By Cherilyn Crowe
The Baptist Joint Committee for Religious Liberty continues to advocate that taxpayer funds should not be used in a way that advances or promotes religion, and that fundamental fairness requires protecting against discrimination in government-funded positions. Two recent BJC efforts include contacting the president about an impending executive order and calling for an end to a policy put in place by the Bush administration.
When Congress did not advance the Employment Non-Discrimination Act this summer, President Barack Obama indicated an interest in increasing non-discrimination protections for people who are lesbian, gay, bisexual or transgender. He announced plans to do so through an executive order that would pertain to employees of federal contractors.
Following the announcement, the administration was lobbied heavily by organizations regarding whether the discrimination ban should include an exemption for religious groups that contract with the federal government. While some called for an exemption, the BJC joined almost 100 other groups in sending a letter to the president to ask for just the opposite.
“When a religiously affiliated organization makes the decision to request a taxpayer-funded contract with the federal government, it must play by the same rules as every other federal contractor,” according to the letter. It also noted that, regardless of the protected class, no organization — religious or otherwise — that hires employees with taxpayer funds should be exempt from laws regarding the use of those funds.
“Religious freedom is one of our most cherished values, a fundamental and defining feature of our national character,” the letter said. “It guarantees us the freedom to hold any belief we choose and the right to act on our religious beliefs within certain limits. It does not, however, provide organizations the right to discriminate using taxpayer dollars.”
President Obama signed the executive order July 21, and it did not contain a religious exemption. It amended Executive Order 11246, first issued by President Lyndon B. Johnson in 1965, by adding “sexual orientation” and “gender identity” to the list of protected categories for federal contractors. Additionally, it expanded the federal government’s existing employment non-discrimination protections for its own employees to include “gender identity.”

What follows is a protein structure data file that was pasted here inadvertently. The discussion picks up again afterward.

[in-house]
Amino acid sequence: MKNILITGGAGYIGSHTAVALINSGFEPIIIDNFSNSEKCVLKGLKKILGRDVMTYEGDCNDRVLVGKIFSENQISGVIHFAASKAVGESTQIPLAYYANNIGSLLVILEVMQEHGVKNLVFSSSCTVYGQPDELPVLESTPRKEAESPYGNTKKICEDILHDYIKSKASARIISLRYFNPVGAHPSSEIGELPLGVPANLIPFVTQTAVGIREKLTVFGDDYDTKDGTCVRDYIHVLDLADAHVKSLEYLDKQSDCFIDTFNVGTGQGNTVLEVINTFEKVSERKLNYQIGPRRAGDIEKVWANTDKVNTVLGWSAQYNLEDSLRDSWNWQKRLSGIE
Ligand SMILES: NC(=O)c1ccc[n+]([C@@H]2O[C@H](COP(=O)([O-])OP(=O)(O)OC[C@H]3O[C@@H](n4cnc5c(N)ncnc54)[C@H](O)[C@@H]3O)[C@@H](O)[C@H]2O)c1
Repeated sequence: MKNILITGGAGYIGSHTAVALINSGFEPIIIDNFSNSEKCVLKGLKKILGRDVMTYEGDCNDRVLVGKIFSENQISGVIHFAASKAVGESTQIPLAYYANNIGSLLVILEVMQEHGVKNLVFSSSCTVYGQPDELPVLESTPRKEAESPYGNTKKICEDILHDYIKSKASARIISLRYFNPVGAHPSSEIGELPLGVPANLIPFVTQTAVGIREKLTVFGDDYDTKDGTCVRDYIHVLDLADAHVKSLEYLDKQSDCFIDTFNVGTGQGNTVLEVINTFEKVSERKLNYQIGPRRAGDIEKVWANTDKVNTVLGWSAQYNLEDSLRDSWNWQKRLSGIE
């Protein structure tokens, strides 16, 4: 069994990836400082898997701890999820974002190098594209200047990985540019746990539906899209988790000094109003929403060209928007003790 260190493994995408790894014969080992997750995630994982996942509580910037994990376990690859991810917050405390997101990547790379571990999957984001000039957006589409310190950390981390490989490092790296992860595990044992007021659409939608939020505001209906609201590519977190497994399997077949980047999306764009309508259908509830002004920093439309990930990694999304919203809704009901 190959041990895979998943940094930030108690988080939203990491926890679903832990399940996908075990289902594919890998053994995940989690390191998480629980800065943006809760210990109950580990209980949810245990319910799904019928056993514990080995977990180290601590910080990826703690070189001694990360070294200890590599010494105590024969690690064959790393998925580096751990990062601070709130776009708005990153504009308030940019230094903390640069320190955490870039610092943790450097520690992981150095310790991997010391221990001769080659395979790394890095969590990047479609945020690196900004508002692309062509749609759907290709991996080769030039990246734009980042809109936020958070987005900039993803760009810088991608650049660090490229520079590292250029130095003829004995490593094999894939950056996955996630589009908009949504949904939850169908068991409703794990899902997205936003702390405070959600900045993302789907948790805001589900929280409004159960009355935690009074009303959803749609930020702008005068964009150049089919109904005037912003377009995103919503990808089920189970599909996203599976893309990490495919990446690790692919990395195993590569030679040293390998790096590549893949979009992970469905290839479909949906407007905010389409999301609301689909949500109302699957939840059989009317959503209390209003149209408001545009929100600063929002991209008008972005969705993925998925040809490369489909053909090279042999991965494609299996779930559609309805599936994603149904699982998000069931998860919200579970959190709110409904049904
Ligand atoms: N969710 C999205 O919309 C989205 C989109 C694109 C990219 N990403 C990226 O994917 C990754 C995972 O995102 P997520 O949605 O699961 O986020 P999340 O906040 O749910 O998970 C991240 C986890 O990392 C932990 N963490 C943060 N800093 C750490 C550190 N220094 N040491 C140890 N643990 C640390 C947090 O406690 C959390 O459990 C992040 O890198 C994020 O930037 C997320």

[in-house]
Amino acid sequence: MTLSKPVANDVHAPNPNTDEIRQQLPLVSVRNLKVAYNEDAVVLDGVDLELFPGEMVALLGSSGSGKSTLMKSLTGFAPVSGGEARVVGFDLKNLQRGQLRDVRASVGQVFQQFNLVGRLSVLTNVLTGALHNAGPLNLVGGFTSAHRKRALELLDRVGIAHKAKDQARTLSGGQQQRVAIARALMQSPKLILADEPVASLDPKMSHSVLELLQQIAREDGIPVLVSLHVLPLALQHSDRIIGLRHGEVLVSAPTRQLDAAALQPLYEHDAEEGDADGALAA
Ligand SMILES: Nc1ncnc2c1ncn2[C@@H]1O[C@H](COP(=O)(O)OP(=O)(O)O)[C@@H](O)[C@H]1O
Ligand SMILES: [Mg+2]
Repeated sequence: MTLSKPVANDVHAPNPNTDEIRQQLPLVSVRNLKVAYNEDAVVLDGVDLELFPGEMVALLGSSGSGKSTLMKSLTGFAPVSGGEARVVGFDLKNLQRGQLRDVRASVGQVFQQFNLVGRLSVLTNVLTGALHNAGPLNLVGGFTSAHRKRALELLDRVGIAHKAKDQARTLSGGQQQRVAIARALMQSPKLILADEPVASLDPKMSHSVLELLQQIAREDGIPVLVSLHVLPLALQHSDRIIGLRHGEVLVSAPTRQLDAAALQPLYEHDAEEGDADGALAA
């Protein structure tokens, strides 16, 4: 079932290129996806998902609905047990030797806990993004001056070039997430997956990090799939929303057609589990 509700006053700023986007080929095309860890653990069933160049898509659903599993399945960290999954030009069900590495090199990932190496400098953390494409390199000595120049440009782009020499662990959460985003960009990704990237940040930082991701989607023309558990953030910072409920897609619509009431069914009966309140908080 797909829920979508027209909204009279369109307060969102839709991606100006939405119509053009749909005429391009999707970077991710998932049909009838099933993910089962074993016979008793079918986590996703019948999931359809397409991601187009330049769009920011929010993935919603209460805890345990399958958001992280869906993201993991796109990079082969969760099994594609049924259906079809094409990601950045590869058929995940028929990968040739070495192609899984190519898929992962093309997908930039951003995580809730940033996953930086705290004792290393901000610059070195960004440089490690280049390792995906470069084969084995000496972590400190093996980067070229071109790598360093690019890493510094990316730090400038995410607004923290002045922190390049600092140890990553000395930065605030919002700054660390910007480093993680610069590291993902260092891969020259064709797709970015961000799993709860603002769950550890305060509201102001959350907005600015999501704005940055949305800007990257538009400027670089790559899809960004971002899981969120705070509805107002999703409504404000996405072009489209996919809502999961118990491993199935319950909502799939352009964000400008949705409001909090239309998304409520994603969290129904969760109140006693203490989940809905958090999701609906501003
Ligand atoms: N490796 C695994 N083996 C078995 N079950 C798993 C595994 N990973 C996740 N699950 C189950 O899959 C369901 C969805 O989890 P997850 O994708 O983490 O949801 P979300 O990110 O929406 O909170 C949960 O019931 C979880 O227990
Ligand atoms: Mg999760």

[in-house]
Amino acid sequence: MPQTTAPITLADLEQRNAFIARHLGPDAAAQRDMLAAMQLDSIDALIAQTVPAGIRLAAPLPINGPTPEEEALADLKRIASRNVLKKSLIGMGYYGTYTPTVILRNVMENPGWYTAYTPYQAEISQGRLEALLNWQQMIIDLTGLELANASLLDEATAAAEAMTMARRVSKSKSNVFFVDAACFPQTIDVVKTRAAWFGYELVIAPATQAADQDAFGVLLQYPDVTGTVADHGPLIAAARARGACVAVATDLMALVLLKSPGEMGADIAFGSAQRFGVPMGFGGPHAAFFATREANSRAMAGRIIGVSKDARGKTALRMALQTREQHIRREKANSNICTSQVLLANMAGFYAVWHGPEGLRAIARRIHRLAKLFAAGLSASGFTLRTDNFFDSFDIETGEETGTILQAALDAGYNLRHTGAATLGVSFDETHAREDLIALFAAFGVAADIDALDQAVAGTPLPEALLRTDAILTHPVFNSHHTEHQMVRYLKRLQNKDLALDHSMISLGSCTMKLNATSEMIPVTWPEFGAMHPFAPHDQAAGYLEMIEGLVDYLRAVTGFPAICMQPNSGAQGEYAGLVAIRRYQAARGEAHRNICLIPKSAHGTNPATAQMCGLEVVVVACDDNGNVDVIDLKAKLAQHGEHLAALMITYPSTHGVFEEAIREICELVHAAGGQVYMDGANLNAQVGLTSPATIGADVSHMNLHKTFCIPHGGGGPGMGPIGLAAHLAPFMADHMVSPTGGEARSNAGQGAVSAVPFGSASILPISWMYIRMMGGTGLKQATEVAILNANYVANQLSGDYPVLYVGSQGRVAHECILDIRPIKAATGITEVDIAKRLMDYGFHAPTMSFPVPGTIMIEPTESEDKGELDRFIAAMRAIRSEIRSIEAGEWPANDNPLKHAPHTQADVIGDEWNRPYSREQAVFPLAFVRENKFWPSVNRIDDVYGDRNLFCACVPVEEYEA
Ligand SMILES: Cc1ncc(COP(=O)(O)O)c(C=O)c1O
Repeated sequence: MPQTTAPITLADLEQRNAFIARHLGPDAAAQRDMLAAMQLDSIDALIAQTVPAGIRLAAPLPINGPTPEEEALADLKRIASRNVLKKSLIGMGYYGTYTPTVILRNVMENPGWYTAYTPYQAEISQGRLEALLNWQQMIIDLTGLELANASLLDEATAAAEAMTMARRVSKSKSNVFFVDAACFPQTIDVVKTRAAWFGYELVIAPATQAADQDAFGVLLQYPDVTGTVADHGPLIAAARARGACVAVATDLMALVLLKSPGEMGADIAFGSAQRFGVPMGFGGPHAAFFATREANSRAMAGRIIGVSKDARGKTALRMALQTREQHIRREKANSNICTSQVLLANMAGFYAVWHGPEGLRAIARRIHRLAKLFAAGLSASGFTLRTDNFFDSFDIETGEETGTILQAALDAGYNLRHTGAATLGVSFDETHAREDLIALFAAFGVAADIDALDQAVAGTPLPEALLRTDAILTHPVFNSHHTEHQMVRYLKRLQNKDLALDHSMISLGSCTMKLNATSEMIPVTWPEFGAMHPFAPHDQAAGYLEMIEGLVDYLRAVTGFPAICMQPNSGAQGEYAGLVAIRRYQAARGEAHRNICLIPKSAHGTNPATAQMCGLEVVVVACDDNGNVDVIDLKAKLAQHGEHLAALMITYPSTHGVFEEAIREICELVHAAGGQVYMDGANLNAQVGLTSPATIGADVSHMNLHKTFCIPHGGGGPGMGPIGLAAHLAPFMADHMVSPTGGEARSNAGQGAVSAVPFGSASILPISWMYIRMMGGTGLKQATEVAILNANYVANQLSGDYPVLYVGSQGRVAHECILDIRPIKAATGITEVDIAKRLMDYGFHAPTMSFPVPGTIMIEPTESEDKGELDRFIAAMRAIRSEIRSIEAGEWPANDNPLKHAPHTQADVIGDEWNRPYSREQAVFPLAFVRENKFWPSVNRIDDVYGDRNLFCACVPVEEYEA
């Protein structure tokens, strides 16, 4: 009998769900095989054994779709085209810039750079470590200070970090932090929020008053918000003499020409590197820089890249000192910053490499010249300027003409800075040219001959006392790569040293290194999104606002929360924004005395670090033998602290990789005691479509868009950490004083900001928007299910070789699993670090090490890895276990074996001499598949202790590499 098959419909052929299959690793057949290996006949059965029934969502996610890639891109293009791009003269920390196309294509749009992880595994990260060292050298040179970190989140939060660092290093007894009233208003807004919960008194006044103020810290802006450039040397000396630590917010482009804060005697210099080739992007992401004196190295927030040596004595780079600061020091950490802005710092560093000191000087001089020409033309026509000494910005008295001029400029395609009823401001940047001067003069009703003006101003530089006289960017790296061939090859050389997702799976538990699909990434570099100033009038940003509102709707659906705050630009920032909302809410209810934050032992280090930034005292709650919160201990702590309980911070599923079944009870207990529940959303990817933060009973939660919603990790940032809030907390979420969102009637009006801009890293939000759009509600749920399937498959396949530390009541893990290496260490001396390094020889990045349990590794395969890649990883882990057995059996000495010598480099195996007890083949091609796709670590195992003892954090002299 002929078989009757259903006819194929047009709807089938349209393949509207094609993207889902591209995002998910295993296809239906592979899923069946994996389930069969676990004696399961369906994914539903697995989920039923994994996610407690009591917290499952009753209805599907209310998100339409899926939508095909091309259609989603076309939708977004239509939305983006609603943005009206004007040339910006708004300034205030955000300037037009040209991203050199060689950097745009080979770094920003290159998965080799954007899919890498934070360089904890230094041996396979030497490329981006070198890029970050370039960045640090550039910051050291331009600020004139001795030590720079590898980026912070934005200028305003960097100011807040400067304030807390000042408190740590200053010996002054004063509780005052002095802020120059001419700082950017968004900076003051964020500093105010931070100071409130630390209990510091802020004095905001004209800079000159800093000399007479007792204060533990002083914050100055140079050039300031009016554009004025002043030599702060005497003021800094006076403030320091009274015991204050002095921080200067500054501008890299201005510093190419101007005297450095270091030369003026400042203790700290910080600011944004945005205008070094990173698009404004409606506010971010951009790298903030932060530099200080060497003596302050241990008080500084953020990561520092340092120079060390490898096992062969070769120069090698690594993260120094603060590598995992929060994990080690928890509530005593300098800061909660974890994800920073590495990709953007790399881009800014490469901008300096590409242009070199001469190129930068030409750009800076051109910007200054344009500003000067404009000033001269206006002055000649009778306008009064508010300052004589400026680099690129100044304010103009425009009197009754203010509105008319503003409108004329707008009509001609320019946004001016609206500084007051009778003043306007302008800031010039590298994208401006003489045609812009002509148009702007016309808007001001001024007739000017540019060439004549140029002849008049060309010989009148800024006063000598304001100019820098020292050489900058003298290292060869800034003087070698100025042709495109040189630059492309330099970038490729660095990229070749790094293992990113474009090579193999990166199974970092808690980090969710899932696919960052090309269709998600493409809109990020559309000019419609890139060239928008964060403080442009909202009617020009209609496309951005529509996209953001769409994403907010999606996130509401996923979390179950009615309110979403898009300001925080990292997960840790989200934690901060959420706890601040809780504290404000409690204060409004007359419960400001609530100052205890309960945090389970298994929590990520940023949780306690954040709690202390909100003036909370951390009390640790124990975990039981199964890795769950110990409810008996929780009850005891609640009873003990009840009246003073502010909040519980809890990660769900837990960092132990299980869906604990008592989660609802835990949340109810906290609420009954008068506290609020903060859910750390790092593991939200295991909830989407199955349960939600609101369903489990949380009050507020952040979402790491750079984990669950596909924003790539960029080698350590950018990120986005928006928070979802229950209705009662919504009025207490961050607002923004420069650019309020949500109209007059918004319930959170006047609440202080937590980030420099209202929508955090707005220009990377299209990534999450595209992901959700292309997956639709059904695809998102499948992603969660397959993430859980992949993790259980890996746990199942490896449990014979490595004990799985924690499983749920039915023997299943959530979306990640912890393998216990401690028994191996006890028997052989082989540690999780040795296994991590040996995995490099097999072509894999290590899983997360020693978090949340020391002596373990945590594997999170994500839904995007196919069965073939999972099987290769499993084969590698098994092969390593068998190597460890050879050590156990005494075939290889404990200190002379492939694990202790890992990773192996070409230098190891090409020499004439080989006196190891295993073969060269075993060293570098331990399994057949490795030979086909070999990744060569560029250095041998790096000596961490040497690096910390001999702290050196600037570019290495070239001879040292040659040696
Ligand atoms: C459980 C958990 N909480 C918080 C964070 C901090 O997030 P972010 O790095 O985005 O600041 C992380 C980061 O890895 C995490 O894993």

At the signing ceremony, Obama said, “America’s federal contracts should not subsidize discrimination against the American people.”
Executive Order 11246 has been amended on other occasions since it was issued, notably by President George W. Bush. In 2002, he issued an amending executive order to exempt religious organizations that contract with the government from the prohibition against employment discrimination on the basis of religion.
The BJC has repeatedly called upon Obama to rescind the Bush amendment to Executive Order 11246, but it was left intact as the anti-discrimination provisions were expanded.
In June, the BJC spoke out against another Bush-era policy that allows for government-funded religious discrimination. When the Department of Justice released a document that said, based on a 7-year-old official policy memo, faith-based organizations “may prefer co-religionists for employees in programs funded by covered grants” if they meet certain criteria, the BJC joined 89 other groups in sounding the alarm. The coalition sent a letter to U.S. Attorney General Eric Holder to request that the DOJ withdraw the 2007 memo establishing that policy, which interprets the Religious Freedom Restoration Act (RFRA) as overriding all non-discrimination laws.
Signed by the BJC and many other groups that led in the fight to pass RFRA, the letter to Holder noted that “RFRA was intended to provide protection of free exercise rights,” and it was “not intended to create blanket exemptions to non-discrimination laws.”
At press time for Report from the Capital, no action had been taken on the policy interpreting RFRA.
The BJC has long supported the role of religious organizations in partnering with the government to provide needed services in ways that advance governmental interests but do so without the threat of government-sponsored religion. The organization will continue to pressure the administration to ensure that government funds cannot be used to discriminate based on religion.
From the July/August 2014 Report From the Capital. Click here to read the next article.